- John Polk said “I knew Charles when he was EVP of The Atlanta Chamber and I worked for ...” on Memories of Oklahoma City circa 1993
- John Polk said “Back in the mid-80's and early 90's, Cleveland was actually recognized as one of the ...” on Economic development in NEO: A view from the street-level
- John Polk said “Is there any way to substantiate Dimora's claim re: GCP and the PD, other than ...” on Cleveland’s new development dynamic?
- George Nemeth said “Like all glimmers of newness in CLE+ I expect this one to be crushed too” on Cleveland’s new development dynamic?
- Cleveland’s new development dynamic? | Brewed Fresh Daily said “[...] by Ohio voters, as gambling interests convert the Ohio constitution into a zoning ordinance. ...” on Ohio’s casino deal gets a bit more messy
- About BDP Comments
In 1889, on Chicago’s Near West Side, Jane Addams and Ellen Gates Starr opened the Hull-House as a way to give their less fortunate neighbors an education in the arts and literature. The role of the Hull-House quickly expanded, offering English class, child care and job training to the city’s rapidly growing immigrant population. Jane Addams went on to win the Nobel Peace Prize. The House she created has been helping Chicagoans in need ever since.
But that ends today.
At 5p.m. Chicago time, Hull House will close its doors forever. The museum that honors Jane Addams and the house she built will remain open. But, for those seeking help, the Jane Addams Hull House Association will no longer be there to give it.
The leaders at Hull House say the closure is unavoidable. They say revenue has dropped from $40 million a decade ago, to half that today. But the staff at Hull House has been telling a different story on the Association’s Facebook page.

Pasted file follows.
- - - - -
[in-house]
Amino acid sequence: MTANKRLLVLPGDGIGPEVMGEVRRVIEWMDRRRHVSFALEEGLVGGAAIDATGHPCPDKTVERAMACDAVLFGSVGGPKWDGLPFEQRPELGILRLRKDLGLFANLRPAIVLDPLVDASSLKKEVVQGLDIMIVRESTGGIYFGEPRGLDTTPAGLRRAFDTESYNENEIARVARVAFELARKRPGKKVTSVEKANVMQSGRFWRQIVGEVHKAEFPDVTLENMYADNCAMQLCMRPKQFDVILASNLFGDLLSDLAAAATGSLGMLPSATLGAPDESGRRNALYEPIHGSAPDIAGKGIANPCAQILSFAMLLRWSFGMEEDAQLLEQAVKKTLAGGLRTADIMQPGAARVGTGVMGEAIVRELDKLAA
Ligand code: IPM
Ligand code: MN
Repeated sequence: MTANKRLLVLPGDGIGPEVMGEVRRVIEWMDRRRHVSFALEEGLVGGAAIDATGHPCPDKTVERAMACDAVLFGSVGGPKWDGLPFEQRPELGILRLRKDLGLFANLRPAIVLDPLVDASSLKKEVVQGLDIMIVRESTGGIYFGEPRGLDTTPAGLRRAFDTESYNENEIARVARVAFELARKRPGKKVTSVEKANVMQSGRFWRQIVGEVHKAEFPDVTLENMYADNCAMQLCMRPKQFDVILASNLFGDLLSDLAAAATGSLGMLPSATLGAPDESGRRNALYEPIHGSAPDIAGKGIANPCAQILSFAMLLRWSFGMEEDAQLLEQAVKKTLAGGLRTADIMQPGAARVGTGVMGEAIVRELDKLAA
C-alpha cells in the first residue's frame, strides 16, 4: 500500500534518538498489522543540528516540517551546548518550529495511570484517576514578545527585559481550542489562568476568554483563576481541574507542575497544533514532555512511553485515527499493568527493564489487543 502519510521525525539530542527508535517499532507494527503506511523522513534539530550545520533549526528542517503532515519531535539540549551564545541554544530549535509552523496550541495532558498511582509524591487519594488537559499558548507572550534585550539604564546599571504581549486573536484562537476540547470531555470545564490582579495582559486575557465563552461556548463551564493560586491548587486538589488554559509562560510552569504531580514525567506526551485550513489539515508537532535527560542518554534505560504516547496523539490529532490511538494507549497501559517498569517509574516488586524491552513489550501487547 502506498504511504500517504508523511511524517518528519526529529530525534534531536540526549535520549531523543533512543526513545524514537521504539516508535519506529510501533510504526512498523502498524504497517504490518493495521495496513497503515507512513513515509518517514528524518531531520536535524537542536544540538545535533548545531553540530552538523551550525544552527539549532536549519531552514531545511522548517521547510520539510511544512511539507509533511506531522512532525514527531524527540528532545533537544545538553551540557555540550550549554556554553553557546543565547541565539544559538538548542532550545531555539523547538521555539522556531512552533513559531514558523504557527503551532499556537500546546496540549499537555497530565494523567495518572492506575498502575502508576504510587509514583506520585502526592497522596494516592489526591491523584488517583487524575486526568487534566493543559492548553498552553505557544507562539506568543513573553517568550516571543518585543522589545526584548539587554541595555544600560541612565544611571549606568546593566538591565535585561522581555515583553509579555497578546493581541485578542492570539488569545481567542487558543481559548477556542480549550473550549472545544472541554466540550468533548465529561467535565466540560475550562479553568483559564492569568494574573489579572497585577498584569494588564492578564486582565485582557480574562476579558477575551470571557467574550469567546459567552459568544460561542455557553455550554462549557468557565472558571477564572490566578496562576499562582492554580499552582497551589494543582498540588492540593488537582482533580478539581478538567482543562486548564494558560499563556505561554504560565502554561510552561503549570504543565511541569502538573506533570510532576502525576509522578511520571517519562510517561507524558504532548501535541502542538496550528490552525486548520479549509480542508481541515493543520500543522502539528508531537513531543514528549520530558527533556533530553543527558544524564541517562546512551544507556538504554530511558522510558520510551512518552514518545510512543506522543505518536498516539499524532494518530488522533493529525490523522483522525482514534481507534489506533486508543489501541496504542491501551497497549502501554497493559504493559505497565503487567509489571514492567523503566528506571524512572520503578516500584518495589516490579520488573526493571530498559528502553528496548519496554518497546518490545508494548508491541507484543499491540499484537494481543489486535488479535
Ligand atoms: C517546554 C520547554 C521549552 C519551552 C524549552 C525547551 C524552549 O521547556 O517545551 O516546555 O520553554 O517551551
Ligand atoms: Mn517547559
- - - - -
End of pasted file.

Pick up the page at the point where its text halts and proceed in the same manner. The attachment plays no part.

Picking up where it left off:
They say the end of the charity came as a sudden and shocking surprise to them, and to the people they serve. They say because the closing was only announced this week, there’s been no time to help transition clients to other service providers. As of Wednesday, they wrote that less than half of their clients were able to find a replacement for Hull House services. And most of Hull House staff have no job prospects, no severance and no health care.
“It’s a bitter irony,” they wrote on Facebook, “that some Hull House staff members might well find themselves in desperate need of the same services that they once provided to clients.”
Hull House staff say they’ve contacted the Illinois Attorney General’s office to investigate how things got so bad so fast for Hull House, and whether management did anything illegal along the way.
Whoever is running the Hull House Facebook site says they will keep it active even after the charity closes its doors. And they’ve set up an email account for anyone who has questions. The address is AskAboutHullHouse@gmail.com.
RELATED: In November, we brought you the story of Chris Busse, a laid off teacher who launched a new business. He launched that business with the help of Hull House.